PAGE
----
Yale School of Forestry & Environmental Studies
Admissions Alumni Giving

Doctoral Student Awarded Prestigious Trudeau Scholarship

Sebastien Jodoin
I was told … that the costs and complications of human rights were too high and that they stand in the way of achieving conservation goals.
— Sebastien Jodoin
In May 2011 toward the end of his first year as a doctoral student at F&ES, Sebastien Jodoin received word that he’d been awarded a prestigious Trudeau Scholarship. This honor, which his doctoral advisor and fellow Canadian Benjamin Cashore called “the gold standard of doctoral awards,” is given by the Pierre Elliot Trudeau Foundation to “creative, accomplished thinkers and doers tackling issues of fundamental importance to Canadians.”
Jodoin, a 29-year-old Montreal native, was, of course, thankful for the $180,000 in educational funds that comes with the award, but he was even more elated about what it signified: an affirmation of his work on issues that he says are “at the intersection of human rights and environmental governance.”
Cashore, an F&ES professor of environmental governance and political science, took over as Jodoin’s advisor in March when Dan Esty became head of Connecticut’s Department of Energy and Environmental Protection. He is not surprised to see Jodoin flourishing at Yale.
“Sebastien is one of those remarkable students with diverse interests and an eye for the big picture,” said Cashore. “He is working on real-world issues. This is not something esoteric or abstract. His thesis represents the best of the F&ES doctoral program—taking a focused area and expanding it into a broader perspective.”
Before coming to Yale, Jodoin—who has two law degrees from McGill University and a master’s from Cambridge—had worked in the trenches, so to speak, as a human rights lawyer for the United Nations, investigating Rwandan genocide, and for Amnesty International. Since 2005 he has participated in U.N. negotiations on climate change, providing advice on international sustainable development law and policy to governments of developing and developed countries and nongovernmental organizations.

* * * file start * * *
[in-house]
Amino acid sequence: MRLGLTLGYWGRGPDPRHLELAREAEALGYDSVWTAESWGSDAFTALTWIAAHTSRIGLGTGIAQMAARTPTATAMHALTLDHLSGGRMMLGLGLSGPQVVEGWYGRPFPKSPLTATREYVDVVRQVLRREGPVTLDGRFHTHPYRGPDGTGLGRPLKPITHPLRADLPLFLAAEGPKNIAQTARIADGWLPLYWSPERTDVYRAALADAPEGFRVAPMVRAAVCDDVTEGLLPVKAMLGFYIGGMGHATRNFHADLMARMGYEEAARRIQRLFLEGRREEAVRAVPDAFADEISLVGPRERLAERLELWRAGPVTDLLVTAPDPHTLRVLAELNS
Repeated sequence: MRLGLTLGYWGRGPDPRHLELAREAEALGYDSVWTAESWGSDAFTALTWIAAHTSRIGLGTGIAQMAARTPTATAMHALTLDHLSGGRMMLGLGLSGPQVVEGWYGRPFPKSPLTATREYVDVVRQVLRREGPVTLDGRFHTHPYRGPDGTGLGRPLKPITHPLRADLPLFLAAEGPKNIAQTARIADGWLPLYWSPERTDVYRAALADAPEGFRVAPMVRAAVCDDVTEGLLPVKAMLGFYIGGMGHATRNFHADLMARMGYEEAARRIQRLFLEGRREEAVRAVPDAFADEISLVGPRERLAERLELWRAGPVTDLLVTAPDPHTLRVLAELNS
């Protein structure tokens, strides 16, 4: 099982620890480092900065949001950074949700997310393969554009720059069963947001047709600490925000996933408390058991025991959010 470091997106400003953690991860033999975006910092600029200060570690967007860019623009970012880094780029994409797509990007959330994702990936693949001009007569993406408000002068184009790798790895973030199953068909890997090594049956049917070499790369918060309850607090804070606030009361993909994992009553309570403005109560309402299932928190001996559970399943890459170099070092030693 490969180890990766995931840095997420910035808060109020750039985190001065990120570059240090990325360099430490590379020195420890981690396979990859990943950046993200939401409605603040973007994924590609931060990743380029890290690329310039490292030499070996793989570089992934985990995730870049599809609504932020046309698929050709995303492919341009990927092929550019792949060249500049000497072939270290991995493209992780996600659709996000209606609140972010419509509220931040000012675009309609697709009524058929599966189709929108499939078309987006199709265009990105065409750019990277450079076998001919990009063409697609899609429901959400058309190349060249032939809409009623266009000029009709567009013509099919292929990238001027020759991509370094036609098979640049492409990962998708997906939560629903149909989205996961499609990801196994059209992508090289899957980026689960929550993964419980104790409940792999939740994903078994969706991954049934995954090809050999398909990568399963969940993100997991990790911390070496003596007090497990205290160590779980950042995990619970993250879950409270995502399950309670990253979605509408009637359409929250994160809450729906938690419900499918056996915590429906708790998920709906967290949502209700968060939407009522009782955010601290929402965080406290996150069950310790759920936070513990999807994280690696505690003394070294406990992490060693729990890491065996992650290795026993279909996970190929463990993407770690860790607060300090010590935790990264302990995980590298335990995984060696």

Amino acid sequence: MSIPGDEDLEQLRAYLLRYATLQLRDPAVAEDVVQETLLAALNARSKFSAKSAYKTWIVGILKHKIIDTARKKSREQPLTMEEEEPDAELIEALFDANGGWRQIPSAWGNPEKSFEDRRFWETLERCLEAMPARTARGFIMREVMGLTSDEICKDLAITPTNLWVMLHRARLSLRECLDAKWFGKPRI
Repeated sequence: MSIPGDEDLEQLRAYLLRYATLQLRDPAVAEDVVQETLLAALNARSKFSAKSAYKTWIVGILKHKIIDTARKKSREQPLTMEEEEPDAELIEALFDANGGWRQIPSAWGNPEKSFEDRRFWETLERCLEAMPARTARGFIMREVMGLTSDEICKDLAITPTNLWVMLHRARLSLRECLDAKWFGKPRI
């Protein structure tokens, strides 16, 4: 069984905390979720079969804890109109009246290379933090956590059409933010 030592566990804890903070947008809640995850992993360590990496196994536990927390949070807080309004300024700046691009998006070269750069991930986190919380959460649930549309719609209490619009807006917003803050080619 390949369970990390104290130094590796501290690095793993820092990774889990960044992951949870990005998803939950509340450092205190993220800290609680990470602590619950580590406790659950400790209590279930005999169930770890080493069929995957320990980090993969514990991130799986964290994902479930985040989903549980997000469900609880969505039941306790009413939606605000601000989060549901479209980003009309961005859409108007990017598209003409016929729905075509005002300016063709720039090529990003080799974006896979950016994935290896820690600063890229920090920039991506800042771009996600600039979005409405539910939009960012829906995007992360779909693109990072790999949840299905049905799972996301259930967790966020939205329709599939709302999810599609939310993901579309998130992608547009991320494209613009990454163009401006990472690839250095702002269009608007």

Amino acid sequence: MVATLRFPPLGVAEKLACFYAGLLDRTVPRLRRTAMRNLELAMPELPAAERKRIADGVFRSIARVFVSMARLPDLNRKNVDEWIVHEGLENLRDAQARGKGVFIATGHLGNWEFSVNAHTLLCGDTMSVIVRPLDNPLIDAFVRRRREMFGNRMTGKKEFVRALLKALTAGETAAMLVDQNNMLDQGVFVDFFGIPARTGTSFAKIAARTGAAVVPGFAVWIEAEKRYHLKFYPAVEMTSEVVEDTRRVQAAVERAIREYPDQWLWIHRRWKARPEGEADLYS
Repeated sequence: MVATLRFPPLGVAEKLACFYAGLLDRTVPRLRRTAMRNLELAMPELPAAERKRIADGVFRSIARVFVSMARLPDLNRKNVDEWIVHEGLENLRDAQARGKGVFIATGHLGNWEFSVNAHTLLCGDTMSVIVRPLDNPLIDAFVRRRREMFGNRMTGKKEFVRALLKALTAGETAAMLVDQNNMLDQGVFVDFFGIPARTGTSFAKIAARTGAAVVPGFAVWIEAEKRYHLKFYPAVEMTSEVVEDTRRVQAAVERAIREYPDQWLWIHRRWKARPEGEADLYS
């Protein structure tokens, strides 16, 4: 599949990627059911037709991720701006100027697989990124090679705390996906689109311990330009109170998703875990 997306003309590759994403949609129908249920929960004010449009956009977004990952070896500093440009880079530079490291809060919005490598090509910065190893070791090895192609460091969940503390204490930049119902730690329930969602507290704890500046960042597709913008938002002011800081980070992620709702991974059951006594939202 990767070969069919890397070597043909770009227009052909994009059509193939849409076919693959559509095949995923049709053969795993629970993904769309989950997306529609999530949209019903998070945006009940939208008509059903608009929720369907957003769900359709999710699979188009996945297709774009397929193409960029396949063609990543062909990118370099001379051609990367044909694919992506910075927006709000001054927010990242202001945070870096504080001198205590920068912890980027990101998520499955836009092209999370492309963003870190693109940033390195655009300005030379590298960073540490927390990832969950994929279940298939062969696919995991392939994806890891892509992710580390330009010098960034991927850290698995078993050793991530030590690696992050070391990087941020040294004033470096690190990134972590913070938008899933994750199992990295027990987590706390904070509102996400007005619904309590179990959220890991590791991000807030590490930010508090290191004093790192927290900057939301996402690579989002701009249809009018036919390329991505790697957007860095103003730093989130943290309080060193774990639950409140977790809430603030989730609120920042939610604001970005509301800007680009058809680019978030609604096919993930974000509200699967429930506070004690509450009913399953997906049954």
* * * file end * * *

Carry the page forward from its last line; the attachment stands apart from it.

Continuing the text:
“In 2007 I began to focus on the linkages between human rights and climate change policy as a result of my work with indigenous peoples and their concerns, not only about the effects of climate change, but about the implications of responses to climate change,” said Jodoin. “I organized and spoke at a side event at the climate change negotiations in Bali (in December 2007) and was mobbed with questions from delegations afterwards. I could see a clear need for more research in this area. I found my niche as an international lawyer at that moment.”
While attending climate change conferences, Jodoin often encountered a dismissive attitude toward human rights.
“I was told by otherwise progressive delegates that the costs and complications of human rights were too high and that they stand in the way of achieving conservation goals,” said Jodoin. “I realized that the answers I could provide as an international lawyer were of limited interest to them. What I needed was empirical evidence on the actual costs and benefits of integrating human rights standards into conservation programming.”
This, then, is the basis of his doctoral research.  
“I’ve taken the polemical middle,” he said. “The real question is, can I convince someone with a different agenda from mine with hard evidence?”
Because his doctoral research bridges the disciplines of environment, law, political science and social psychology, Jodoin is being advised by both Cashore and Alec Stone-Sweet at Yale Law School.
Jodoin first heard about Yale’s programs from Marie-Claire Cordonier Segger ’03, who mentored him in international law and policy. But he was sold on Yale after attending COP 15 in 2009 and meeting the F&ES student delegates.
“I ran into the Ph.D. students Yale had sent to Copenhagen and was impressed by their ambitions and the interdisciplinary nature of their research, and they spoke highly of F&ES’ dynamic and supportive research environment,” he said. “I’d thought about completing a Ph.D., and suddenly became convinced, in the midst of these 14-hour days, that I had found a topic that was academically rich and rife with implications for critical issues in international policy. The application deadline was two weeks away and I literally prepared my application during a late session at the negotiations at 2 a.m. This wasn’t done on a whim; it was just one of those moments when everything came into focus.”
The Trudeau scholarship is the capstone of his decision to come to Yale, and he has already made the most of his opportunities here. He is the coordinator of Green Markets Lab & Project on Human Rights, Democracy, and the Environment.  
Jodoin credits Cashore with playing a critical role in his scholarly development.
“I share Ben’s openness to a diversity of methods, theories and perspectives, and our cross-disciplinary collaboration has been extremely stimulating thus far,” said Jodoin.
Cashore added: “The fact that he had real-world experience before coming to Yale has made a huge difference.”